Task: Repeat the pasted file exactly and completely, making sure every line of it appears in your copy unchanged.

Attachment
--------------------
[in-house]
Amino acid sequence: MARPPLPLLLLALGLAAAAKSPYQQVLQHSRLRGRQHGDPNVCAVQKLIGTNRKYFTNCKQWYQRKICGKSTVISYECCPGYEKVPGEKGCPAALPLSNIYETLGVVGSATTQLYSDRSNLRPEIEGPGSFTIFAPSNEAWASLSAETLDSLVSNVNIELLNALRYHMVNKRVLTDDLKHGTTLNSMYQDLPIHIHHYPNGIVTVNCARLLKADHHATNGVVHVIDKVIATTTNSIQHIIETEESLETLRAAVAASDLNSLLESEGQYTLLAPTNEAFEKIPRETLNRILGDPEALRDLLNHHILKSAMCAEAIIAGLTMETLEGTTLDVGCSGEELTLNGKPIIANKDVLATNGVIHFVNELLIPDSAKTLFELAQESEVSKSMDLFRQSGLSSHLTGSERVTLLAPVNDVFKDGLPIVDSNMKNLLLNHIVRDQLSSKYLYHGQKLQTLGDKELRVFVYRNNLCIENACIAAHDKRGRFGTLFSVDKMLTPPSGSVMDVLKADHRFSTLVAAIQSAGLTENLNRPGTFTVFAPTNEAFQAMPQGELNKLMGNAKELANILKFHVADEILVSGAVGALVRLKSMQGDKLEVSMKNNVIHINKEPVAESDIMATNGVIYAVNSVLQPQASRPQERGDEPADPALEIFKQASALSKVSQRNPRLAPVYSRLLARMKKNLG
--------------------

[in-house]
Amino acid sequence: MARPPLPLLLLALGLAAAAKSPYQQVLQHSRLRGRQHGDPNVCAVQKLIGTNRKYFTNCKQWYQRKICGKSTVISYECCPGYEKVPGEKGCPAALPLSNIYETLGVVGSATTQLYSDRSNLRPEIEGPGSFTIFAPSNEAWASLSAETLDSLVSNVNIELLNALRYHMVNKRVLTDDLKHGTTLNSMYQDLPIHIHHYPNGIVTVNCARLLKADHHATNGVVHVIDKVIATTTNSIQHIIETEESLETLRAAVAASDLNSLLESEGQYTLLAPTNEAFEKIPRETLNRILGDPEALRDLLNHHILKSAMCAEAIIAGLTMETLEGTTLDVGCSGEELTLNGKPIIANKDVLATNGVIHFVNELLIPDSAKTLFELAQESEVSKSMDLFRQSGLSSHLTGSERVTLLAPVNDVFKDGLPIVDSNMKNLLLNHIVRDQLSSKYLYHGQKLQTLGDKELRVFVYRNNLCIENACIAAHDKRGRFGTLFSVDKMLTPPSGSVMDVLKADHRFSTLVAAIQSAGLTENLNRPGTFTVFAPTNEAFQAMPQGELNKLMGNAKELANILKFHVADEILVSGAVGALVRLKSMQGDKLEVSMKNNVIHINKEPVAESDIMATNGVIYAVNSVLQPQASRPQERGDEPADPALEIFKQASALSKVSQRNPRLAPVYSRLLARMKKNLG